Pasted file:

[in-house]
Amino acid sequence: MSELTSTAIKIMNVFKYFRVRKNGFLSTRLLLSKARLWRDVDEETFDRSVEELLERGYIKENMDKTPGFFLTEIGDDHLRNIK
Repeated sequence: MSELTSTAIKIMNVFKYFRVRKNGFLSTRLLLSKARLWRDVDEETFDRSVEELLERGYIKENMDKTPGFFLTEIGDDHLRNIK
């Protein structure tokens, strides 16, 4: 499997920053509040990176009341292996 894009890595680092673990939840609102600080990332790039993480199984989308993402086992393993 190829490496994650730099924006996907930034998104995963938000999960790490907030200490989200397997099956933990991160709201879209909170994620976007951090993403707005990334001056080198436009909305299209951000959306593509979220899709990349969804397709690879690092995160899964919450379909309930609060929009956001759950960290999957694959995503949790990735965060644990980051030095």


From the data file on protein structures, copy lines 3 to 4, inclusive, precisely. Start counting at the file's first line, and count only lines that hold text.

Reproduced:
Repeated sequence: MSELTSTAIKIMNVFKYFRVRKNGFLSTRLLLSKARLWRDVDEETFDRSVEELLERGYIKENMDKTPGFFLTEIGDDHLRNIK
């Protein structure tokens, strides 16, 4: 499997920053509040990176009341292996 894009890595680092673990939840609102600080990332790039993480199984989308993402086992393993 190829490496994650730099924006996907930034998104995963938000999960790490907030200490989200397997099956933990991160709201879209909170994620976007951090993403707005990334001056080198436009909305299209951000959306593509979220899709990349969804397709690879690092995160899964919450379909309930609060929009956001759950960290999957694959995503949790990735965060644990980051030095």